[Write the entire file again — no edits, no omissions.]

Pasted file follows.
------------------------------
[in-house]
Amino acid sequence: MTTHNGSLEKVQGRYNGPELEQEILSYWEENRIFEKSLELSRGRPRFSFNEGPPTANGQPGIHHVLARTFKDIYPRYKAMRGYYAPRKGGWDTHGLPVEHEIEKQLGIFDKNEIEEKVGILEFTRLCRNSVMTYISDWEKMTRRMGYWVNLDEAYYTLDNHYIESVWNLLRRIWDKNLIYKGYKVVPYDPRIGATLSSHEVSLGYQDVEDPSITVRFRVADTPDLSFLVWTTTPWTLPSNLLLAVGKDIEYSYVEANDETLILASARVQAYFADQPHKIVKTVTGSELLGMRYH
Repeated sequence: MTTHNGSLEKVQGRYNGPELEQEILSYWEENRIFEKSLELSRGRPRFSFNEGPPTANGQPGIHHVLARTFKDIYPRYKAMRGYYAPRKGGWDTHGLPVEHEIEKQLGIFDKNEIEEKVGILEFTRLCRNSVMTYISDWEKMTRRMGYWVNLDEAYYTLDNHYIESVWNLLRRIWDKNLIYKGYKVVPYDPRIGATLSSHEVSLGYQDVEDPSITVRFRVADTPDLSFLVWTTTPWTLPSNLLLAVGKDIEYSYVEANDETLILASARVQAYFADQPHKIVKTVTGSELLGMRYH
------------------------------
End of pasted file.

[in-house]
Amino acid sequence: MTTHNGSLEKVQGRYNGPELEQEILSYWEENRIFEKSLELSRGRPRFSFNEGPPTANGQPGIHHVLARTFKDIYPRYKAMRGYYAPRKGGWDTHGLPVEHEIEKQLGIFDKNEIEEKVGILEFTRLCRNSVMTYISDWEKMTRRMGYWVNLDEAYYTLDNHYIESVWNLLRRIWDKNLIYKGYKVVPYDPRIGATLSSHEVSLGYQDVEDPSITVRFRVADTPDLSFLVWTTTPWTLPSNLLLAVGKDIEYSYVEANDETLILASARVQAYFADQPHKIVKTVTGSELLGMRYH
Repeated sequence: MTTHNGSLEKVQGRYNGPELEQEILSYWEENRIFEKSLELSRGRPRFSFNEGPPTANGQPGIHHVLARTFKDIYPRYKAMRGYYAPRKGGWDTHGLPVEHEIEKQLGIFDKNEIEEKVGILEFTRLCRNSVMTYISDWEKMTRRMGYWVNLDEAYYTLDNHYIESVWNLLRRIWDKNLIYKGYKVVPYDPRIGATLSSHEVSLGYQDVEDPSITVRFRVADTPDLSFLVWTTTPWTLPSNLLLAVGKDIEYSYVEANDETLILASARVQAYFADQPHKIVKTVTGSELLGMRYH